“Make it a threat, maybe I will.” His voice isn’t young again, I realize. It’s still the voice of a 60-year smoker with every drop of venom I remember from my childhood in it.

“Get out,” I tell him. He starts pawing at the air in front of him with his left hand, snorting. He’s doing a bull impression.

“Threaten me,” he tells me again. “Go ahead and do it you little snot-nosed bastard.”

“Get the fuck out of my house, you Kentucky Fried, ignorant, stupid, useless, worthless, gutless old fuck or I’ll…”

I’ll what? I don’t know. I know the dream paused there like it was giving me a chance to come up with something really good. But all the threats I could think of sounded pathetic, the whinging of some little millennial gothling tripping on their own angsty agony and talking about what they were going to do to their bullies. His grin kept getting wider, and I kept getting angrier, and the angrier I got the more stupid and juvenile the potential threats became.

I think I came up with a good one. I don’t remember what it was. I was about to tell him so – and probably be murdered by him for uttering it, assuming the insults I hurled beforehand didn’t push him over the edge – but then I woke up.

Fun stuff, right? At least I’m done with the pain meds, now. Hopefully this cuts the dreams back to my usual recurring nightmares and insomnia. I’m getting pretty sick of this shit.

Until next time.

KA Spiral no signature

25
Mar
18

Dentures, Drugs, and Dreams

I’ve been away for a bit, as I’m sure some of you have noticed. It wasn’t intentional by any means. I was doing so well, too; managed to write every day for almost two months straight.

But life happens, as everyone is aware. First it looked like the pneumonia might be coming back; then there was the possibility it was mono. But the real culprit to being deathly ill for nearly a month?

Severe infection in the jaw. Guess what the cure was?

Well, if you said “yank all your top teeth out,” you win a prize. I don’t know what that prize is, yet, but I’m sure I’ll think of something. I have access to the teeth… I suppose I could give you some of those, if you wanted… but only if you promise not to use them as DNA evidence to frame me for something or cast any voodoo on me. On second thought, maybe not. Might be kinda gross.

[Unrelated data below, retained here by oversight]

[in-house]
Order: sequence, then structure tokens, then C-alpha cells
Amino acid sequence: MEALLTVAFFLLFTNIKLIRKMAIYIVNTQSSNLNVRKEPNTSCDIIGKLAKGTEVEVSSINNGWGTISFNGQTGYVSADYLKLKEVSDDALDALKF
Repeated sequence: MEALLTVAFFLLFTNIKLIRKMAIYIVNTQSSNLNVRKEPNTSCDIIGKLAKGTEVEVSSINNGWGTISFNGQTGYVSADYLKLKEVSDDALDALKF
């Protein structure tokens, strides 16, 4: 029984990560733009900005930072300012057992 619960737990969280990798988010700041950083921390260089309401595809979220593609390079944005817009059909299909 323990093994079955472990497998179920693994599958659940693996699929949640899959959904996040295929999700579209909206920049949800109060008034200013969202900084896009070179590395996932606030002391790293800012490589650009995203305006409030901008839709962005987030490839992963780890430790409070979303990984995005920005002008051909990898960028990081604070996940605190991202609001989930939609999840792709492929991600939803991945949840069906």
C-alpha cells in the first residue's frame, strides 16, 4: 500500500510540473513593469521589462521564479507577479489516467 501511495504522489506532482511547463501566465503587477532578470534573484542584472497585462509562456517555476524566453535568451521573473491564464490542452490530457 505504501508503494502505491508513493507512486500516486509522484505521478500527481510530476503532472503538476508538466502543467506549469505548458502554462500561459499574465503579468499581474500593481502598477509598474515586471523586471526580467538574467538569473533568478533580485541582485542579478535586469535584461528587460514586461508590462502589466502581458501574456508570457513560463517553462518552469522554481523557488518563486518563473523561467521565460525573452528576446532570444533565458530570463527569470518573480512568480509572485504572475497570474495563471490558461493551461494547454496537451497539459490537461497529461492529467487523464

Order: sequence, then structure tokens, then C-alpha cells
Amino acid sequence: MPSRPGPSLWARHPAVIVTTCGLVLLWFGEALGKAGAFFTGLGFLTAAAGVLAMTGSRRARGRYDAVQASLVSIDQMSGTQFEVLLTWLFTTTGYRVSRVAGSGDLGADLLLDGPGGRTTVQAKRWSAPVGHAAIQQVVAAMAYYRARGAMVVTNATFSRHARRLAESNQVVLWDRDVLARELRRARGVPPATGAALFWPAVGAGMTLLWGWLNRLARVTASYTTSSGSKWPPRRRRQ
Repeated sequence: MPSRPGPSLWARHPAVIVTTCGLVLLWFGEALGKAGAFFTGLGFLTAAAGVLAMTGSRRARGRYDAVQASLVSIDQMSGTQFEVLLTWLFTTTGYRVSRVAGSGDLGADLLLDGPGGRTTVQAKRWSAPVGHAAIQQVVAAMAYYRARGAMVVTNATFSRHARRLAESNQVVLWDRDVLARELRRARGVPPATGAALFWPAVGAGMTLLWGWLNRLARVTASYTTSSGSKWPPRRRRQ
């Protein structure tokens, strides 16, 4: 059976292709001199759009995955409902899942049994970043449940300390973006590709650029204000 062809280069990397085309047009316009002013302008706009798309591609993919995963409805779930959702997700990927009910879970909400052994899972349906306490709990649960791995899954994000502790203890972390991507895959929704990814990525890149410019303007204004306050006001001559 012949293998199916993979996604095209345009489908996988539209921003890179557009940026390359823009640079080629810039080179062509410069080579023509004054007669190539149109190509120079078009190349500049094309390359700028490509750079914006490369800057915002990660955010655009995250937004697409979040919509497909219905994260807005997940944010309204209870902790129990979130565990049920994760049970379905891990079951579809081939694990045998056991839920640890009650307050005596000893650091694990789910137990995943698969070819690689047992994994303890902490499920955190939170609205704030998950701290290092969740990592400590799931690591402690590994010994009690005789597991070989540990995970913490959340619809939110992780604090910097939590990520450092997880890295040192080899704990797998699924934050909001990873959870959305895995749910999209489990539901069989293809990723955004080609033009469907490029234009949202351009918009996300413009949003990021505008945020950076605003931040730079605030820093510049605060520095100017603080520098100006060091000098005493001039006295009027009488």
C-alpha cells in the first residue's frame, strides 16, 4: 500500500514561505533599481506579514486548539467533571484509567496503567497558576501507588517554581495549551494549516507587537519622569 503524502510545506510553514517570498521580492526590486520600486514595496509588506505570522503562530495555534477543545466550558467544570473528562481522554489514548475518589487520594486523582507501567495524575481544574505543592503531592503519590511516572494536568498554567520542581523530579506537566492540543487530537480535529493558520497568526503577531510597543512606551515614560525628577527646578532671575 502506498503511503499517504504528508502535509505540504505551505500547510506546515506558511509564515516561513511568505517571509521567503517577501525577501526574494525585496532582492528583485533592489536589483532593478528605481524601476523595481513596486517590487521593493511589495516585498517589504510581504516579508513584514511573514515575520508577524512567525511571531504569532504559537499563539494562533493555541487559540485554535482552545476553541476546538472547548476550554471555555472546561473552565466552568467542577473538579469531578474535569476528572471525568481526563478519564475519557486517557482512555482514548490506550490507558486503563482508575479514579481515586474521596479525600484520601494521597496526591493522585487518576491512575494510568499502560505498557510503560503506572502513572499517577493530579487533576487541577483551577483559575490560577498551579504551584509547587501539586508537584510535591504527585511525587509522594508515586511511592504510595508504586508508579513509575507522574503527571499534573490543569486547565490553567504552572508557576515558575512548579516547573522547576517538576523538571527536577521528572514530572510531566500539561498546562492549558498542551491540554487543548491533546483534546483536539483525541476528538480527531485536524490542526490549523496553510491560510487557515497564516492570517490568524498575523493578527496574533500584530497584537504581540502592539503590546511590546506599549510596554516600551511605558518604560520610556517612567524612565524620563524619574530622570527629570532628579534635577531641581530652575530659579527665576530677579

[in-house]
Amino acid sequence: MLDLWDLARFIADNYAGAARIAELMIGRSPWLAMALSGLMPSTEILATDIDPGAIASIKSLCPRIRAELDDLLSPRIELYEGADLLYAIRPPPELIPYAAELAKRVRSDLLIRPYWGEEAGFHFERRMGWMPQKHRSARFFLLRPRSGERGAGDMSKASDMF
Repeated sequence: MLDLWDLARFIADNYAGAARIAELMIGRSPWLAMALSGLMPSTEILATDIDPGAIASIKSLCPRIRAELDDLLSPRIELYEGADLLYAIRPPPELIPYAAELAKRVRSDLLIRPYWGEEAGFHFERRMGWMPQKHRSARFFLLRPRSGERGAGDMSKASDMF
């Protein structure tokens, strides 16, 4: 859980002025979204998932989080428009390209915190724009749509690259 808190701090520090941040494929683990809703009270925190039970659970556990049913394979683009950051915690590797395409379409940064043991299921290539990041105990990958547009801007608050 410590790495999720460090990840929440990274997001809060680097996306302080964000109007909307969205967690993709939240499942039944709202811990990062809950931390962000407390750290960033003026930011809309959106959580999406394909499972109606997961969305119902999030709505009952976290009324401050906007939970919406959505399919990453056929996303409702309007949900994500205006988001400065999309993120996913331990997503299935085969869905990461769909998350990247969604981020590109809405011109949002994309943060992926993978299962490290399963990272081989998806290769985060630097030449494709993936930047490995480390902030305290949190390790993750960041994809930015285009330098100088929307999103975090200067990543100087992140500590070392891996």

So, due to that, I haven’t really been able to eat or talk for almost a month. The pain medication they gave me also makes it almost impossible to focus and screws up my sleep – to say nothing of the near-constant nausea – so I don’t get much of interest done. It also tends to mess with my dreams, so I’ll just share a couple of those for now. Maybe someone else can decode them or will find them of interest.

In the first, for some reason I’m trying to convince a motivational speaker to come and give a lecture to teenagers at a church. The church is First Christian Church, one I was familiar with back in Carson City, though in the dream it has been abandoned and shuttered. I technically don’t have rights to use it or access to it, but for some reason it’s very important that I convince this person that I do.

I get there, and have no problem getting in, though the vestibule is filled with broken appliances. My guest speaker doesn’t seem to mind, merely asking questions about the congregation and how soon the building will be ready. I give him vague answers and wander further in.

The inside of the church turns out to be an ultra posh casino, and the priest’s quarters are like a penthouse apartment. The owner is, for some reason, the “Earl and Vicar of Brunswick.” Yeah, I dunno what that’s about, either. He’s old, and in the way you know things in dreams, I know he has a son, and they had a falling out. The falling out was because the Earl/Vicar and his son were playing a bit of wife swapping that didn’t end well.

That wasn’t the only swapping going on, though; they were also swapping faces, peeling them off and slapping on whatever they wanted. He wanted to bequeath the church/casino/penthouse to me for some reason. Again, in the way you know things, I knew this wasn’t actually the Vicar, but his son; they’d swapped and the actual Vicar was off galavanting with that youthful visage. Not sure why that would work – in the dream it seemed like they were just switching faces, but it seemed like that also made them immortal for some reason – and this fake Vicar wanted to will everything to me then swap with my face and take it all back. Despite knowing that, I still agreed.

That’s where the dream ended. I have no idea what it means.

I know I said there were two, but this has gone on for a bit and I’m not feeling so hot. I’ll share the other in a bit.

Until next time.

07
Mar
18

Concordat of Lashan: Old Dead Things

Having posted so much Lashan related stuff in the last few days, I felt like resharing one of my short stories. It doesn’t directly deal with them – though the upir in the story are definitely vampires or a sort – but “Old Dead Things” occurs in the same universe as the Concordat, and Gregory Perron will be showing up again on this site soon, so figured it would serve as a nice introduction. (You know, whenever I finally finish with “Riptide,” which will be soon, I swear.) Enjoy!

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“Bah! You come here, looking for Soldano? You not find him here, cop.”